Many people feel trapped in a relationship as they don‘t have the funds to leave and set themselves up elsewhere. Often this occurs as one party has been the financial controller during the relationship and the other party finds themselves cut off from independent funds.
So what can be done for a person in this situation?
Spouses and de facto spouses have the right to claim maintenance from the other spouse under the Family Law Act. The first step is to establish whether the “threshold test” is met. This requires that the payer spouse is reasonably able to pay maintenance and that the applicant spouse is otherwise unable to support themselves adequately. Such an inability to support themselves can arise from any relevant factor which includes an inability to gain employment as a result of age, mental or physical disability or having the care of a child of the marriage.
There are three types of applications which can be made to the court for maintenance:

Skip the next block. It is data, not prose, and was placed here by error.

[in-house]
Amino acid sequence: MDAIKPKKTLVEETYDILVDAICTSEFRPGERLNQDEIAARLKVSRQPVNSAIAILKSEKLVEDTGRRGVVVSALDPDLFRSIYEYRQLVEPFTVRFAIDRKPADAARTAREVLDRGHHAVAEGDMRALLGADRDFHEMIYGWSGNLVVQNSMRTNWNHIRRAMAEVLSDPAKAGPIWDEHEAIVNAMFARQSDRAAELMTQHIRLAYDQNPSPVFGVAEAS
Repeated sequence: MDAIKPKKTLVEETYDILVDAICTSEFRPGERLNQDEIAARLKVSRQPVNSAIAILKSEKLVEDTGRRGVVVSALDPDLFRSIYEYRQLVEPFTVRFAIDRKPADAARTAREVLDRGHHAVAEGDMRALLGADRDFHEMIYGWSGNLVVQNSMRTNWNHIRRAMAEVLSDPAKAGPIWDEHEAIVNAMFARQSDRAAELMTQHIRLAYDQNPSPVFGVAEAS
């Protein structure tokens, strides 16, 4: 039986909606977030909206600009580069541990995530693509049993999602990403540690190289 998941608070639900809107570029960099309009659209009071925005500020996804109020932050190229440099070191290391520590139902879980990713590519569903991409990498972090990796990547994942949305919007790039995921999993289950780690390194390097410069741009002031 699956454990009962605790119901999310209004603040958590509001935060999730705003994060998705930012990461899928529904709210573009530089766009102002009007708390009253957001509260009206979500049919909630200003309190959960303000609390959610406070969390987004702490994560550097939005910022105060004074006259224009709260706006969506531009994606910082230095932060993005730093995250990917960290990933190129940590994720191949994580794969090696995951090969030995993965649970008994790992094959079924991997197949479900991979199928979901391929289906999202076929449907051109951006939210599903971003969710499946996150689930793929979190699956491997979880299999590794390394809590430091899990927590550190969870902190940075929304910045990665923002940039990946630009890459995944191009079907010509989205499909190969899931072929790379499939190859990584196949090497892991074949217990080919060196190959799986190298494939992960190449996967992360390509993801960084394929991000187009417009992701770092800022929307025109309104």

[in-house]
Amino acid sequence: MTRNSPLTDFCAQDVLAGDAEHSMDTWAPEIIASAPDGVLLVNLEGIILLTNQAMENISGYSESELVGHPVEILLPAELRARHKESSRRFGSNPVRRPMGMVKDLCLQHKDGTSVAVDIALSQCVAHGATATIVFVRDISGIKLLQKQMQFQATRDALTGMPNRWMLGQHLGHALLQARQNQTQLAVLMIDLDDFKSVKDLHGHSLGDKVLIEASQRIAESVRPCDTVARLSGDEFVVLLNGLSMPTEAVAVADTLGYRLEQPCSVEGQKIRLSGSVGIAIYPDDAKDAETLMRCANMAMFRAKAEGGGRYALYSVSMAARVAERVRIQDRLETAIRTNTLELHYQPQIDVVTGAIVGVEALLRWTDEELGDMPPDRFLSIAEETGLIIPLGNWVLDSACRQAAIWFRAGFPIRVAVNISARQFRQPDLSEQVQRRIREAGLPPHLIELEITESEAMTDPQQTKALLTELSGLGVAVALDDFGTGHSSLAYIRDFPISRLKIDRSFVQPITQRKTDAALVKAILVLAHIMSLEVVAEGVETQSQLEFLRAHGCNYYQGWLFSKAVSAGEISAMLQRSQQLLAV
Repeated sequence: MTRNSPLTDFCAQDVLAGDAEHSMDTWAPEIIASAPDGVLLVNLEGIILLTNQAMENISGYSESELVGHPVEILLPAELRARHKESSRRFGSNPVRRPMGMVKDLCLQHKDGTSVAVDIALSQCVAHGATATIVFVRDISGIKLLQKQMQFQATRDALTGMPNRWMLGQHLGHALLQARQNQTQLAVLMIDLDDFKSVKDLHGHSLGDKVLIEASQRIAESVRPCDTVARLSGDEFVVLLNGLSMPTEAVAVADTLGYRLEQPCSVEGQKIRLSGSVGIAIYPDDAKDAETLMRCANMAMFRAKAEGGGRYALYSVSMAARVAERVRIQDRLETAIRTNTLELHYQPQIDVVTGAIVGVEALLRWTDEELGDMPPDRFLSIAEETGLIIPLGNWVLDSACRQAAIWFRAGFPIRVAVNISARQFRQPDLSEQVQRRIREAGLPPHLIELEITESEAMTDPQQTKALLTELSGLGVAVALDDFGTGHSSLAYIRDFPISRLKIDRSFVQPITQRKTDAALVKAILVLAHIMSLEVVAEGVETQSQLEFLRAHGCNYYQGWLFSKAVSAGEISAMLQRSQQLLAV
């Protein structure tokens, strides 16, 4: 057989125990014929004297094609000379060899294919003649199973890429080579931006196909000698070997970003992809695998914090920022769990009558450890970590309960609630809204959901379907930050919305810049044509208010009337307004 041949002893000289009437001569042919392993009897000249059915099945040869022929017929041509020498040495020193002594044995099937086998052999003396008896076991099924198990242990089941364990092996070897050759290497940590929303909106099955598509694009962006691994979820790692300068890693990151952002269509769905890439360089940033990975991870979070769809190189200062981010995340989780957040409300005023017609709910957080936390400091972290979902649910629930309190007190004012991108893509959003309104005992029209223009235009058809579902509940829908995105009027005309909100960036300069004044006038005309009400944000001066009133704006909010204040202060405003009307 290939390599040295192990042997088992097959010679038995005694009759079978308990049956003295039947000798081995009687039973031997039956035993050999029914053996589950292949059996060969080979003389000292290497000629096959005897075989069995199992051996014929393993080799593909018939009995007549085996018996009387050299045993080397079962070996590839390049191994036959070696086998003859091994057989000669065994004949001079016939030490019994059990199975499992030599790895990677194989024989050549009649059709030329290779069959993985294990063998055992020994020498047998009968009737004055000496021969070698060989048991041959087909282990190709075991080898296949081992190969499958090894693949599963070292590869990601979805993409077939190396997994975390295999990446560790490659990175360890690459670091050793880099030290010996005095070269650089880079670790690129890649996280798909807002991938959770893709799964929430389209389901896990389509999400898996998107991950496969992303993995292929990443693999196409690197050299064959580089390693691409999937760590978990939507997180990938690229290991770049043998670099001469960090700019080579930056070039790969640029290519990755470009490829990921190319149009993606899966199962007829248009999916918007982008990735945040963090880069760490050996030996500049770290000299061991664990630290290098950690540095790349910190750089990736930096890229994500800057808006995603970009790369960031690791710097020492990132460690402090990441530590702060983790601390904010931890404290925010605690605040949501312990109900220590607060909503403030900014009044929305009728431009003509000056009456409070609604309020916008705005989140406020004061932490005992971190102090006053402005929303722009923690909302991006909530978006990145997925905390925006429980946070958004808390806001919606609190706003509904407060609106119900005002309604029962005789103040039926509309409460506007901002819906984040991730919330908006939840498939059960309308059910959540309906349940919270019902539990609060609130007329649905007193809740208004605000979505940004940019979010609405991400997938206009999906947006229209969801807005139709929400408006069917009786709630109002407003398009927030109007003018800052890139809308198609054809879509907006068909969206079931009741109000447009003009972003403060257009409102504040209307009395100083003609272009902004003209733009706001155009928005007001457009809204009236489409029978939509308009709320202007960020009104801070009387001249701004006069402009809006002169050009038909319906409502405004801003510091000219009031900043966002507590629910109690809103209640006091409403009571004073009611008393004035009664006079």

1. Urgent Maintenance
This option is a stop-gap option only and will be relatively short in nature as it is made by the court without full investigation of the financial circumstances of the relationship.
2. Interim Maintenance
If it is not necessary to apply urgently, an interim order should be considered. Such an order can provide that maintenance is paid until finalisation of a property settlement matter.
3. Final Order Maintenance
As the name suggests this can be maintenance for a lifetime or a considerable defined period of time. It is awarded by agreement or following a full property settlement hearing. There is sometimes the ability to have such a maintenance figure capitalised and paid as a lump sum.